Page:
Hydro-mower picture

 

NEPA Innovations

The USFS and BLM use a programmatic document, developed in the 1990s, for wildland fires. Basically, if lightning strikes, the fire is allowed to burn within established constraints and guidelines. This forestwide document has since been extended to prescribed burning to cover all issues related to prescribed burning and permits foregoing full NEPA work every time there is a prescribed burn. Threatened and endangered species and archeological NEPA processes still need to be completed, but the programmatic document covers everything else.

For mechanical thinning the BLM is using individual NEPA documents. These are individual documents, but fairly large in scope. BLM uses an umbrella Environmental Assessment (EA) to cover 2 - 3 years of work and projects. They will analyze 10 - 15,000 acres and approve it for mechanical treatment for up to 8 - 10 projects. These NEPA innovations allow the USFS and BLM to keep projects moving on the forest to reduce hazardous fuels.

 

Stewardship Contracting

The USFS San Juan National Forest is using stewardship contracting on two projects - 1) the Beavers Meadow Restoration Project in La Plata/Archuleta County; and 2) the Pine Zone Project (also known as the Ponderosa Pine Partnership) in Montezuma County. The Beavers Meadow Restoration Project is testing how to blend timber sales, hazardous fuels reduction, road closure, building fire lines and watershed protection all in one package. The Beaver Meadows Restoration Project is a service contract with an embedded timber sale. The timber sale involves the purchase and removal of the merchantable white fir and aspen. Much of the other activity normally part of the timber sale process (including tree cutting, slash treatment, erosion control on landings and skid trails) are treated as service items. The contract includes bid items for cutting trees, slash treatment and erosion control on each cutting unit; for construction of clearing fire lines and fuelbreaks for the anticipated prescribed burning, maintenance of the roads used by the project during the performance of the contract, decommissioning of some old roads and reconstruction of roads used for the projects.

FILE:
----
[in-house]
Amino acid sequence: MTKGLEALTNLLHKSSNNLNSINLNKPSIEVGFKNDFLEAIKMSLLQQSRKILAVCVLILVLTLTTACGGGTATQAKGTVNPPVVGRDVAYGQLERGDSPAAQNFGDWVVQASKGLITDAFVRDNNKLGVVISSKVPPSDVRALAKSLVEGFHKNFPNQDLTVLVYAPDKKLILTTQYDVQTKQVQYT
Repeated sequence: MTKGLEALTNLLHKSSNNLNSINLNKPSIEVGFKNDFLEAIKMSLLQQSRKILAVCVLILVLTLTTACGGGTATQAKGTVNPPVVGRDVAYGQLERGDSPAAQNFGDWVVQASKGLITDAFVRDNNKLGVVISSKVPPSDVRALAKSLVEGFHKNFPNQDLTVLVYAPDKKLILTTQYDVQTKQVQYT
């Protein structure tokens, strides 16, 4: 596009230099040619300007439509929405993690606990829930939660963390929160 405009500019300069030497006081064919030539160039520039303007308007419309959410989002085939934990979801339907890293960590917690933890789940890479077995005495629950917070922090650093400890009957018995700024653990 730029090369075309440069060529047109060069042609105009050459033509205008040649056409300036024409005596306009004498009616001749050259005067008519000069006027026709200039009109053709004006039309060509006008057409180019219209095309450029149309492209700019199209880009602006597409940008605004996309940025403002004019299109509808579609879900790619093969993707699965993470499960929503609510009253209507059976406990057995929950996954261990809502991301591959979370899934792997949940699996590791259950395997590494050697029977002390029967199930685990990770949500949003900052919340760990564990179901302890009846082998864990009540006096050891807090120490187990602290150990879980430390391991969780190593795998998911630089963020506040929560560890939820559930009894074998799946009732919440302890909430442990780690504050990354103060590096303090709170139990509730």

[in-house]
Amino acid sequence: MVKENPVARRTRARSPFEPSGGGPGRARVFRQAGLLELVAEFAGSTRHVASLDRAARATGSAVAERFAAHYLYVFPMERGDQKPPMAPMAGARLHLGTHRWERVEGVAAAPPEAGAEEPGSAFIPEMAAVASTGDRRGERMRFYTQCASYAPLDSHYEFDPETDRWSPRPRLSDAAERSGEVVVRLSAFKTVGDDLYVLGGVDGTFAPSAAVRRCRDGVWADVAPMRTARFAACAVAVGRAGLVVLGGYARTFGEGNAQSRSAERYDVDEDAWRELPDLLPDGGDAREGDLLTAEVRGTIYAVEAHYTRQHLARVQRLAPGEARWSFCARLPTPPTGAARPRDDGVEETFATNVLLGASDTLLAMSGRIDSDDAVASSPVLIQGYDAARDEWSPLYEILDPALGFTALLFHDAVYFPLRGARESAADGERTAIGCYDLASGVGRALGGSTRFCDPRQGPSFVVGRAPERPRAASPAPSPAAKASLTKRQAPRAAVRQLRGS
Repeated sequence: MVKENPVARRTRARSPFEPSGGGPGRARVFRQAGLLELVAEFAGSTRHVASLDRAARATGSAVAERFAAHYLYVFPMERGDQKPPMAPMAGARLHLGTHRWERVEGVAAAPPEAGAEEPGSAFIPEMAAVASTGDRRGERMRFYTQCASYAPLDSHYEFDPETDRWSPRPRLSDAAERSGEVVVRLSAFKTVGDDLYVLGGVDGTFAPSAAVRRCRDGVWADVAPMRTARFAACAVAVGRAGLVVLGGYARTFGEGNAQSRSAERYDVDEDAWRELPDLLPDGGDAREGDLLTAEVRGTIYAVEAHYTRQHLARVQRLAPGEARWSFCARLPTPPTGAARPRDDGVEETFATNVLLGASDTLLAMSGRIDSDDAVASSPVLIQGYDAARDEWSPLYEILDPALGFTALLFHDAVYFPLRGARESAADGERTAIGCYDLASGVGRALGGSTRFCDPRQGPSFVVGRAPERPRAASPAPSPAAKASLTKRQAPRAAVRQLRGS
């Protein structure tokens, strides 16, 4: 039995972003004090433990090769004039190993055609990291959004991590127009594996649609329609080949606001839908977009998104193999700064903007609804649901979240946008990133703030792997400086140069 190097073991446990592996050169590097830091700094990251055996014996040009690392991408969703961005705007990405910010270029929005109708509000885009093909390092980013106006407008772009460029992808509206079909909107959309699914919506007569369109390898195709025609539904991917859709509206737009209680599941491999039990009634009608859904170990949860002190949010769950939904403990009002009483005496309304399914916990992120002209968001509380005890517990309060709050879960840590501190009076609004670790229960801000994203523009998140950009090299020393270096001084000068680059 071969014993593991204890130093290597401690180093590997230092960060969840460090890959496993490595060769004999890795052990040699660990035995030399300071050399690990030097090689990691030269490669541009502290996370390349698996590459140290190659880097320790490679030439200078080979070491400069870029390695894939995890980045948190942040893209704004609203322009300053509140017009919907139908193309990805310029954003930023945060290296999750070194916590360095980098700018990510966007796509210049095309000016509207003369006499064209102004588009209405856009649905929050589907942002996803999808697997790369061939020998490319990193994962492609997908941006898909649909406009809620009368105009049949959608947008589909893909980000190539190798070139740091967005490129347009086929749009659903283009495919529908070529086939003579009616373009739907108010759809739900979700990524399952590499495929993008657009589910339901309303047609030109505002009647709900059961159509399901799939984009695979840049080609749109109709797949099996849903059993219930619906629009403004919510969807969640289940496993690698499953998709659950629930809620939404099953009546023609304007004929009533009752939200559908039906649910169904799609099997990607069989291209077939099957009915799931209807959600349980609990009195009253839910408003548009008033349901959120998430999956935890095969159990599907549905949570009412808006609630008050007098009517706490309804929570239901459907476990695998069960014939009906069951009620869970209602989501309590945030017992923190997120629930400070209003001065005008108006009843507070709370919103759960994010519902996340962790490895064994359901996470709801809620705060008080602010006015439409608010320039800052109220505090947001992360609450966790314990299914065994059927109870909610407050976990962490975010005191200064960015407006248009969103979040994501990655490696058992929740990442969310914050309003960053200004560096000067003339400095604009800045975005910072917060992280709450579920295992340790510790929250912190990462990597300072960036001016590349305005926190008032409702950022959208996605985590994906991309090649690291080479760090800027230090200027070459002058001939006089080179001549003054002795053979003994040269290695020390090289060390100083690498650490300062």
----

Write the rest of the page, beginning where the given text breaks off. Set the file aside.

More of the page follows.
Private Land

The main program addressing private land risk is the Colorado State Forest Service (CSFS) Wildland Urban Interface Fuels Reduction Program. Dan Ochocki, CSFS Durango District Forester, has targeted subdivisions at risk because these areas give greater return on the money spent. Indian Camp Ranch is one site where they treated using the 50/50 homeowner match money. Los Ranchitos was another subdivision that was treated and the homeowners worked together. There has been major work with the public to identify areas of high risk on private land and coordinate these efforts with hazardous fuel reduction on adjoining public lands. CSFS Durango District treated 404 acres in the wildland interface in 2001 and 1,183 in 2002. Ochocki expects trends to continue upward in 2003, but CSFS HQ capped all district funding for this program at $50,000 to cover all of the five southwest counties.

picture of treated property

picture of untreated property